Thriller The East is an entertaining affair. There is not much going on beneath the surface, but this does not detract from the enjoyment in Zal Batmanglij’s film.
Jane, an undercover agent for an elite private intelligence firm, is sent on her next mission. She is to infiltrate an anarchist group known as The East. Sarah must find out the group’s next target whilst getting its leader to trust her…
Written by director Zal Batmanglij and star Brit Marling, The East feels incredibly current, given recent news stories. The film taps into the fascination with covert groups such as Anonymous, particular given the cyber angle.
The East is a competently executed thriller that should retain the viewer’s attention. It works well as entertainment, but those expecting something more nuanced may be disappointed. Messages in the film are laid out clearly; there is little to ponder beyond the values that the filmmakers push. This is not a huge problem, as the film works on the entertainment level.
There is some ambiguity with the main characters, which adds a sense of mystery to proceedings. Protagonist Jane’s mindset is understandable. The film does not over-emphasise her background, which is certainly an asset. The snippets revealed as the film progresses fill in enough of the picture, without the need to explicitly spell things out.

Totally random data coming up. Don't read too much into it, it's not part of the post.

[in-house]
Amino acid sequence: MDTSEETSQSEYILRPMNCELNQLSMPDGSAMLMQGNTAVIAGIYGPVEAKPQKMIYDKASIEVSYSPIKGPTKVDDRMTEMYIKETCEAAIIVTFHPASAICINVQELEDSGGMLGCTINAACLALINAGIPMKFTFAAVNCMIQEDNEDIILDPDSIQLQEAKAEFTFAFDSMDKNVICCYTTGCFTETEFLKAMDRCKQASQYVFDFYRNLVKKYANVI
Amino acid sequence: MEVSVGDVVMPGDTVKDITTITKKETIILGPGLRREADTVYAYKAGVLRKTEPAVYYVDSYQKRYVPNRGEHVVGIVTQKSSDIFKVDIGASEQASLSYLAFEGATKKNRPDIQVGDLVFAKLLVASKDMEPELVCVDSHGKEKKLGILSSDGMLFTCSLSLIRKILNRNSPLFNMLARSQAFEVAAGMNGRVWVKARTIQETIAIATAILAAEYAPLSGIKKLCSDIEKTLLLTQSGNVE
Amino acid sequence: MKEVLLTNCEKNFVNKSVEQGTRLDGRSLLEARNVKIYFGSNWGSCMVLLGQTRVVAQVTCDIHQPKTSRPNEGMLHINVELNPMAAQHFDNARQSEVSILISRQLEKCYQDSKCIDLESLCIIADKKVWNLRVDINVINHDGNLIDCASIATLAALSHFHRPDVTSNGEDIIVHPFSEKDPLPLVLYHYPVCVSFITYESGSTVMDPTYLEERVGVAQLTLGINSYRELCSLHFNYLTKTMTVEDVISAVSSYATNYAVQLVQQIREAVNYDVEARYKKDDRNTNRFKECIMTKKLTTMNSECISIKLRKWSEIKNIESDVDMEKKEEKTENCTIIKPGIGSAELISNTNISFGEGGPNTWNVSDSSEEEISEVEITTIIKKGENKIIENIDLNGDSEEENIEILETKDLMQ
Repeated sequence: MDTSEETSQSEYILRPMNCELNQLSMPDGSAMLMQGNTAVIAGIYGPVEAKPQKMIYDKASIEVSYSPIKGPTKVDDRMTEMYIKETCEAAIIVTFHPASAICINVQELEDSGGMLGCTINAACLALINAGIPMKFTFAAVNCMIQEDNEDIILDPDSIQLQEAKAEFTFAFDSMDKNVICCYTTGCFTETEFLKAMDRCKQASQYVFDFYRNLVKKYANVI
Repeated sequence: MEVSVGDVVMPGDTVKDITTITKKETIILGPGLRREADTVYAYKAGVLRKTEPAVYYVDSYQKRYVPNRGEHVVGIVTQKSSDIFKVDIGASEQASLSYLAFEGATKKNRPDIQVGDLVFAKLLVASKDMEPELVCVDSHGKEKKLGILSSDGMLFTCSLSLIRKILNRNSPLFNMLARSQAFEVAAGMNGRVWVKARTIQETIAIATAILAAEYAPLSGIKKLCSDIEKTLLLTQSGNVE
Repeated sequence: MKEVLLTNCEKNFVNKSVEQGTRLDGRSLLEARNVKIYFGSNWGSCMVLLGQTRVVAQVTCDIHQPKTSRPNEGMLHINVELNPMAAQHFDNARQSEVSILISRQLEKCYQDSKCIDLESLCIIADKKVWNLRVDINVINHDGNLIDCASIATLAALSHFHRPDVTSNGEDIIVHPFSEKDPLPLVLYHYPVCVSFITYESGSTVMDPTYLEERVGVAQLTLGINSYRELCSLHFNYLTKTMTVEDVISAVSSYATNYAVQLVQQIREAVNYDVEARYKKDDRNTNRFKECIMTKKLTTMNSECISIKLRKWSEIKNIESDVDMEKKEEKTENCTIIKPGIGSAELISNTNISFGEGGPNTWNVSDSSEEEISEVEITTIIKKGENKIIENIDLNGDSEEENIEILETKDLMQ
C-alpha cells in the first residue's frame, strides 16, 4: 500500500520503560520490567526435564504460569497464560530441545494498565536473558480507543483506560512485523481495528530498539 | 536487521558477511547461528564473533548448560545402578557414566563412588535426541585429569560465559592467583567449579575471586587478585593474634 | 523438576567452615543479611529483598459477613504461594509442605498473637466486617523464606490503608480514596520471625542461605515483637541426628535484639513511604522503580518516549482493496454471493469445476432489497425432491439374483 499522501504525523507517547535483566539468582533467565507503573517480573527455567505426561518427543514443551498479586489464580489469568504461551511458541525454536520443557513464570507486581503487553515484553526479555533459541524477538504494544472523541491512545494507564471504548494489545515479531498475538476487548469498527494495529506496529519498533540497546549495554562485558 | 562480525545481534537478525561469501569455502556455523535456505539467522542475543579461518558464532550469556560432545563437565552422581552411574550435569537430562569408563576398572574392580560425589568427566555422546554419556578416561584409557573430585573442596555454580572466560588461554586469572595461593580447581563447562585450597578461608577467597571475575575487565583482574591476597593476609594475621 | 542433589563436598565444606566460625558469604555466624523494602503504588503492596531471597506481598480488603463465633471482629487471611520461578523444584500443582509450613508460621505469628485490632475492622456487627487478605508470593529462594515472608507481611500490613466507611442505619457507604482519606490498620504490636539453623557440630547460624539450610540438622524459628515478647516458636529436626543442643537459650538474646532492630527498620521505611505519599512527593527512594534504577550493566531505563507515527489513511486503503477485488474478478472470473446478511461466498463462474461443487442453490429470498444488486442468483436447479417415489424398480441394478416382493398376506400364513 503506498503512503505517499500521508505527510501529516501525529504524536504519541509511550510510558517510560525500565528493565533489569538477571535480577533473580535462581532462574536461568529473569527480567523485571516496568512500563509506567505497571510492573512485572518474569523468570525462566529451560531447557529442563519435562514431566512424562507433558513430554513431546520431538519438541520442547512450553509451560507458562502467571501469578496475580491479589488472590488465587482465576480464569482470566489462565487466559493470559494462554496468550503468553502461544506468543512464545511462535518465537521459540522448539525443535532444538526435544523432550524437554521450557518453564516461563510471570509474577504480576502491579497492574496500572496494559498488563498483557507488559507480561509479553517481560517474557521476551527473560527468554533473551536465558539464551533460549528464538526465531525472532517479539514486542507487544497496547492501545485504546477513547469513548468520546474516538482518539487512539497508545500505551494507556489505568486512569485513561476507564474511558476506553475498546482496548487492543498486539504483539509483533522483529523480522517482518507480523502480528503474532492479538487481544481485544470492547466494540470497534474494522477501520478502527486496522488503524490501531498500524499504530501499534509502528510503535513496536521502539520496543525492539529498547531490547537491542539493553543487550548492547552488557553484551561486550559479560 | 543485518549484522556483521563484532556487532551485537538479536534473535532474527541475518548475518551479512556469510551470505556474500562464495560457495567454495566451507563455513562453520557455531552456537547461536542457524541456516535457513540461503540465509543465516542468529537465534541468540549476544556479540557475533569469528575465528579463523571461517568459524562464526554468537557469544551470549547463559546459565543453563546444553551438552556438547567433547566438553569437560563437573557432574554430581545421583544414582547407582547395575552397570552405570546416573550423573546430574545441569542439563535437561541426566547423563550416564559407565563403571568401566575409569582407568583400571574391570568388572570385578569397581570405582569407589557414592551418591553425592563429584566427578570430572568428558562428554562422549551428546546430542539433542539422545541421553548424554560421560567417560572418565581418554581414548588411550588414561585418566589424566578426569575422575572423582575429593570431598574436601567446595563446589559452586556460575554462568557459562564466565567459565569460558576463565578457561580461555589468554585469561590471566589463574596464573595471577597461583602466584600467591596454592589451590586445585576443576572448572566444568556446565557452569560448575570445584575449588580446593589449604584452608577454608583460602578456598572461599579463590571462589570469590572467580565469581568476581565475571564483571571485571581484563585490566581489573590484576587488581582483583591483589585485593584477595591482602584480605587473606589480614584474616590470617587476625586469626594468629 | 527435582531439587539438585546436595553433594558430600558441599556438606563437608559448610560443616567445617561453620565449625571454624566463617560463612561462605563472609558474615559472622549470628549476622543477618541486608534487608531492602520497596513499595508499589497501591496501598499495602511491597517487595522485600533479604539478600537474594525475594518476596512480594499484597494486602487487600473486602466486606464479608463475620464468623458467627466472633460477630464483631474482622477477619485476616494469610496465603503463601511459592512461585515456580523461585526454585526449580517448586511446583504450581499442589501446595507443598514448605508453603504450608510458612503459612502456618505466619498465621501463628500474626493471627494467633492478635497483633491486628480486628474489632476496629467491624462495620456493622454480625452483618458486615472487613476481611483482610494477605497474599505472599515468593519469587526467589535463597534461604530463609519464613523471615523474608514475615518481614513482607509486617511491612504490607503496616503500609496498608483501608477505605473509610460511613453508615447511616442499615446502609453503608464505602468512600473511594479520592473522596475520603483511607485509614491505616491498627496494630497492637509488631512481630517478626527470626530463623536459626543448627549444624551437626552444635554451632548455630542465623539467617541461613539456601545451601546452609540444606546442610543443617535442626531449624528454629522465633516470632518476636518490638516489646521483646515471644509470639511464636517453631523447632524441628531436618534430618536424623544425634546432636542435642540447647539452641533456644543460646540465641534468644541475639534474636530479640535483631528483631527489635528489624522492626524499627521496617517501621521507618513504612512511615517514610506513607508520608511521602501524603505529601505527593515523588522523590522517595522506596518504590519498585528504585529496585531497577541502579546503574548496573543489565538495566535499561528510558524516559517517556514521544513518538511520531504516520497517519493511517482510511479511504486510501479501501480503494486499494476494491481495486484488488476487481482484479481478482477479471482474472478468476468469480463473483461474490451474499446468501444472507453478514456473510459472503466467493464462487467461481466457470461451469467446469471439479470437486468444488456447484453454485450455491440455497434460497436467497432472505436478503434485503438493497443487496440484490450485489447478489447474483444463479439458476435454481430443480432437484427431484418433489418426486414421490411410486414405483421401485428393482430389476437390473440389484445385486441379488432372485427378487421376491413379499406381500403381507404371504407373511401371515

The East offers an interesting enough narrative. Some of the events do seem rather questionable, however. For example, Jane seems to infiltrate a top-secret, sophisticate cell with relative ease. Moreover, the decisions she takes in the film’s climax appear to tally less with her earlier behaviour.
Brit Marling delivers a believable performance as Jane. She has good support from Alexander Skarsgärd and Shiloh Fernandez. Most of the characters are given enough depth to make them appear three-dimensional.
With its contemporary themes, The East should satisfy audiences looking for a decent thriller.